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Saturday, August 24, 2013

You Are What The Army Needs You To Be.


     Sometimes fate gets in the way of life.  Things happen we have no plan for but when the door is opened we go through it not realizing it may change our whole life.  I got into trucking in Vietnam when I was running from God.  I volunteered for Vietnam to escape from what I thought God was going to do.  I had a dream and thought the end of the world was going to come in the spring of 1967.  My volunteering was suppose too make that not happen somehow.  God was going to say to himself.  Hey Ric is going to Vietnam, guess I better put all my plans for creation on hold till he gets back.  I did end up going back almost two years later but that is another story. God does have a since of humor I found out.  I returned two years later on April Fool's Day.

     In April I found out I was to leave for Vietnam the 20th of June.  On the 5th of June the Israeli Six Day War broke out and all of the airborne units in Germany went on alert.  If Israel started losing the U.S. was going to back them up.  I had been through several Rig Outs (preparing all the equipment for a parachute drop) in my first two years in the Army.  My job was packing parachutes and rigging supplies for airdrop.  The Eight Division geared up quick and tried to cram months of door to door training into a couple of days.  We knew it was serious when they started issuing the soldiers a basic load of live ammo.  That did not worry me I had seen it happen before.  What finally told me this was no joke and that it was real was when they sent us blood plasma to rig for a parachute drop.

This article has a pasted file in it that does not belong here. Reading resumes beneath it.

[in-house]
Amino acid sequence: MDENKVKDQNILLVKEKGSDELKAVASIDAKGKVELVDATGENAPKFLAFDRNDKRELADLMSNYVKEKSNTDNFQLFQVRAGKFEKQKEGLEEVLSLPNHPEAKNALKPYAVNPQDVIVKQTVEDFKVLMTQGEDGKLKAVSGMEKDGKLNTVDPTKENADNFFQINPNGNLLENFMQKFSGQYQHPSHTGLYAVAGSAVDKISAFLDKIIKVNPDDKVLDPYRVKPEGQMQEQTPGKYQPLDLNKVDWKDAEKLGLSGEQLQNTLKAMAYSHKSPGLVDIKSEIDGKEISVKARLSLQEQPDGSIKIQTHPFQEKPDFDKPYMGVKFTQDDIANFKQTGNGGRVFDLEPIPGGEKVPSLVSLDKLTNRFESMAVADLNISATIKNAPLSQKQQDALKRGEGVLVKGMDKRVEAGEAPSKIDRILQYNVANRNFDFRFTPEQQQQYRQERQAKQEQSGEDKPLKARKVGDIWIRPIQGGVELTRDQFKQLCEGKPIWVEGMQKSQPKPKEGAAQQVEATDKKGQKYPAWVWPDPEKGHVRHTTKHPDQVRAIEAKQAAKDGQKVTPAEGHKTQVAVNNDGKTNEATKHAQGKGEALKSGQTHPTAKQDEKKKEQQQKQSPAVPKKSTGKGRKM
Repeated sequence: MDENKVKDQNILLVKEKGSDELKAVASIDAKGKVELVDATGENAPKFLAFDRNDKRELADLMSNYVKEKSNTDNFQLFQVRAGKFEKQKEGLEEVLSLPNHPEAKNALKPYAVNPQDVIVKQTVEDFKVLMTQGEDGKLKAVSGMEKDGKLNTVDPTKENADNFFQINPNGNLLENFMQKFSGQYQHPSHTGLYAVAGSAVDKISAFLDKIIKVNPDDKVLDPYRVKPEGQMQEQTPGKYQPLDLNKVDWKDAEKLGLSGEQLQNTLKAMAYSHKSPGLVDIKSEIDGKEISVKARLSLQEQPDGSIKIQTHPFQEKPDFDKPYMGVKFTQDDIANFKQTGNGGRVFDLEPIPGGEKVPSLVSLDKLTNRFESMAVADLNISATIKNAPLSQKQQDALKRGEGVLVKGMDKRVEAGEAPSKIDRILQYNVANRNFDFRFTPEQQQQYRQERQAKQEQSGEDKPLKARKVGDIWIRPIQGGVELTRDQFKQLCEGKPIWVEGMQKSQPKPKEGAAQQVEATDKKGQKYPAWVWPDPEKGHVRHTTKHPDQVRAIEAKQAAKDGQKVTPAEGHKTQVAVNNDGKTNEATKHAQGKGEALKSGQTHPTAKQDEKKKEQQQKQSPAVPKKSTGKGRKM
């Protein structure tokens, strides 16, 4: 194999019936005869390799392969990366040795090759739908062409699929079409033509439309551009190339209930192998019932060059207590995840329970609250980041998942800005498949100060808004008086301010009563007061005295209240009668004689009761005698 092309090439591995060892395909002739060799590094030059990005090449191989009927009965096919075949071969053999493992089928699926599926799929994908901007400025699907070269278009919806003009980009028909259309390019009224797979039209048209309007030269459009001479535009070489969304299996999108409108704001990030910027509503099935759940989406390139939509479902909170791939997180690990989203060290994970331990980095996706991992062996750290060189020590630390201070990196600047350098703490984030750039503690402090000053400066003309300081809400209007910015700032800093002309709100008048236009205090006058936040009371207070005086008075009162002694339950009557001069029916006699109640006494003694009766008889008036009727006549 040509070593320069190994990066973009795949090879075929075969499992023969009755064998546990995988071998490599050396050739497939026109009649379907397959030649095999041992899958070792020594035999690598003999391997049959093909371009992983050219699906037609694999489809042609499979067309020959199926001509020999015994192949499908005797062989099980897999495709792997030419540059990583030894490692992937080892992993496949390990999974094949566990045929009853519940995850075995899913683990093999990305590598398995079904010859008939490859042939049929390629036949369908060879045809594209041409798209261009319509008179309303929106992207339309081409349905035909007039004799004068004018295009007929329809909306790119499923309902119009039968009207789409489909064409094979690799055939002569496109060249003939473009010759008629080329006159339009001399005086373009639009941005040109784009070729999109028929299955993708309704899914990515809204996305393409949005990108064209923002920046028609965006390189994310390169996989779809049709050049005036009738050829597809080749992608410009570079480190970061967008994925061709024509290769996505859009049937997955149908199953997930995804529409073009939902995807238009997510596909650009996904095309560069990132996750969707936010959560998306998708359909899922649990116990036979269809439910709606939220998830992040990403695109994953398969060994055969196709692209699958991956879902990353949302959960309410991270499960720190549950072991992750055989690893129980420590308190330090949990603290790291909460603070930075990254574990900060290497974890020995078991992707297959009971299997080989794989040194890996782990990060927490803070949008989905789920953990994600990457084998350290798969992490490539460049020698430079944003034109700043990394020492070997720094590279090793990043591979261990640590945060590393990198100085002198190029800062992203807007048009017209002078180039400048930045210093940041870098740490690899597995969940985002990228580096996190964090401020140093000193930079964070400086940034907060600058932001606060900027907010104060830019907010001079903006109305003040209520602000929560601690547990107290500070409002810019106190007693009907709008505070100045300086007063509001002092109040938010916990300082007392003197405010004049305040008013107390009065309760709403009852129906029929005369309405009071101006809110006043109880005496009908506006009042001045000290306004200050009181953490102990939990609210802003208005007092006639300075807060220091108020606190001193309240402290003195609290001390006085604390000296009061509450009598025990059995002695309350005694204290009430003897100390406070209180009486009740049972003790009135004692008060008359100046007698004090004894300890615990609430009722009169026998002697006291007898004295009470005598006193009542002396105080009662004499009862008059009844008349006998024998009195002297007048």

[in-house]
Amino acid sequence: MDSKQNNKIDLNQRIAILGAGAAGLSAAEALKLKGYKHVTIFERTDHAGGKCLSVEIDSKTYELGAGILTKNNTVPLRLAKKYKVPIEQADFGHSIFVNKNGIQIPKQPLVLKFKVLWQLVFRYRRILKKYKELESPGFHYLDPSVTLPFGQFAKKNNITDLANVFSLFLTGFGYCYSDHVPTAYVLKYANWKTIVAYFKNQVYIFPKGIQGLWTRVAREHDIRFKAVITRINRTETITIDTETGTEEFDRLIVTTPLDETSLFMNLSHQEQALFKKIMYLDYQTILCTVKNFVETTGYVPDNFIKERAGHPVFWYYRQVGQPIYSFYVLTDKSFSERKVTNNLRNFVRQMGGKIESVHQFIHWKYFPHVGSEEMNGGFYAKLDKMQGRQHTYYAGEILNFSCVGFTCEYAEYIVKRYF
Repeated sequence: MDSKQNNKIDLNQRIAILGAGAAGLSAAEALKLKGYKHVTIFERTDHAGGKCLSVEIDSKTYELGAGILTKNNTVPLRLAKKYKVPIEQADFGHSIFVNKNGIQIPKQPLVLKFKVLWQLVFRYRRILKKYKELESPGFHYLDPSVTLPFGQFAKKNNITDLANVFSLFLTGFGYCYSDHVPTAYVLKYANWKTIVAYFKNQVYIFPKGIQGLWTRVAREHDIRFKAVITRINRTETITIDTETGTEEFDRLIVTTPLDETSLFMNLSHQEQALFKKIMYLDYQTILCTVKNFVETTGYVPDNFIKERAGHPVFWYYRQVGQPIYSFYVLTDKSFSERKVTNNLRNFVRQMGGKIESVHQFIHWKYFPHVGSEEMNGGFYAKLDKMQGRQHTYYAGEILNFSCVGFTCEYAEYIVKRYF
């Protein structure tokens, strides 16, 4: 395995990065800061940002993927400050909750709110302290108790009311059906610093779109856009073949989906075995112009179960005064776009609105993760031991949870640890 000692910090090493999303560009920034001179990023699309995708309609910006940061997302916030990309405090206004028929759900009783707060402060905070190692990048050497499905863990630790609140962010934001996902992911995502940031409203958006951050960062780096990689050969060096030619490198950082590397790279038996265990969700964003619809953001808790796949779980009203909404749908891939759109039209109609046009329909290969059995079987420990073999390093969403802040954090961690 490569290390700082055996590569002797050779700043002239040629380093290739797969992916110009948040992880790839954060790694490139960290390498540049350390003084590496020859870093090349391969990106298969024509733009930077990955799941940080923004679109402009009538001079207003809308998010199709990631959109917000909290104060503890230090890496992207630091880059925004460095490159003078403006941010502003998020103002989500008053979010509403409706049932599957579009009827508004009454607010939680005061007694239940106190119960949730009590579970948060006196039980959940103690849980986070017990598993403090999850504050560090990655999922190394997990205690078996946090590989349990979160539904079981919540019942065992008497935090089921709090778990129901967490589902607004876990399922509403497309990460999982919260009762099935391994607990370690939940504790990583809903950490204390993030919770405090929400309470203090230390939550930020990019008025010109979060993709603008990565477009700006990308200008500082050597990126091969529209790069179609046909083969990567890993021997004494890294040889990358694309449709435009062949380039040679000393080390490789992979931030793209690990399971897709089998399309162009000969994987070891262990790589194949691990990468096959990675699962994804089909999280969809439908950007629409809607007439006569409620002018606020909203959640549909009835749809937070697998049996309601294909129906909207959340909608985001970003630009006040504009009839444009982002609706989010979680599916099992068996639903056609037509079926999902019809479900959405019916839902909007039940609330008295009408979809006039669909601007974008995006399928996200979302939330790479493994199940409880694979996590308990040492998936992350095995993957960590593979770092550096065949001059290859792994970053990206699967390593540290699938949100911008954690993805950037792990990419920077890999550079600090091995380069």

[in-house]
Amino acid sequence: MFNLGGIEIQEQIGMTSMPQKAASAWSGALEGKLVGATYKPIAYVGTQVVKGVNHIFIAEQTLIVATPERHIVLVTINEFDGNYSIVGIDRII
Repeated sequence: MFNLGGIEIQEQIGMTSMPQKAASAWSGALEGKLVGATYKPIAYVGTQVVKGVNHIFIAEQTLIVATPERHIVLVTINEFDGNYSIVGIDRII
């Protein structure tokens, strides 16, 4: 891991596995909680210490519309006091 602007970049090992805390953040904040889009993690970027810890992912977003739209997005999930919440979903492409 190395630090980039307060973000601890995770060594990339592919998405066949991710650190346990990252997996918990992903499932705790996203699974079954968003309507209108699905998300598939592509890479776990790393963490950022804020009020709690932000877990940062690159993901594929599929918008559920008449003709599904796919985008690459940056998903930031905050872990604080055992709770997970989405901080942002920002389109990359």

Some of the units we rigged first were moved to the flight line at Rhein-Main and from the stories we got they took off and went all the ways to Turkey.  There they sat under the wings of the planes for a couple days waiting  for things to develop.  Israel kicked butt and did not need our troops for backup.  So the units reboarded the planes and flew back.  We learned something else from the process.  Switzerland, Austria, East Germany and France would not allow our planes to overfly their territory en route to the Middle East.  Our planes had to fly around France down to Spain and then head east.  That added a lot of hours to the flight.

      My view on the situation was a little different than most people I imagine.  I thought great, I volunteer to go to Vietnam and God decides to end the world before I even get to go.  Well the war ended in six days with Israel kicking butt.
We could take some lessons from them.  After 9/11 we should have told Russia, China and India we are going to nuke the side of the mountain where these jerks are hiding.  Russia would probably have given us the nuke after their experience in the area.  It was a mountain hillside in the middle of nowhere.  It definitely would have made a statement.  We would not have had to hunt for al Qaida for the last twelve years.  The rest of the world would have known we meant business and delivered them to us.

Getting back on track I got to Vietnam on 2nd of July 1967.  Then when I did get there none of the units I went to needed me.  They were all over strength and did not have much to do.  We sling loaded supplies as there were no major airborne operations going on in Vietnam.  We even made a training jump which they wanted to classify as a combat jump.  The whole drop zone was secure before we even took off.  The only Combat jump in Vietnam was made by the 173rd Airborne Brigade.

        After the practice jump the Air Force needed people to guard some water pumps that pumped water back to the airbase so they could take showers and do their laundry.  They were in a completely different war than us.  We had outhouses and gravity feed showers that came out of tanks that were filled with cold water from a truck.  Getting a hot shower was a matter of timing.  The sun would heat it.  Then it would get scalding and you could not stand it.  When they refilled it, it would be about right.  Then it would run out again and be dark and it was cold showers or nothing.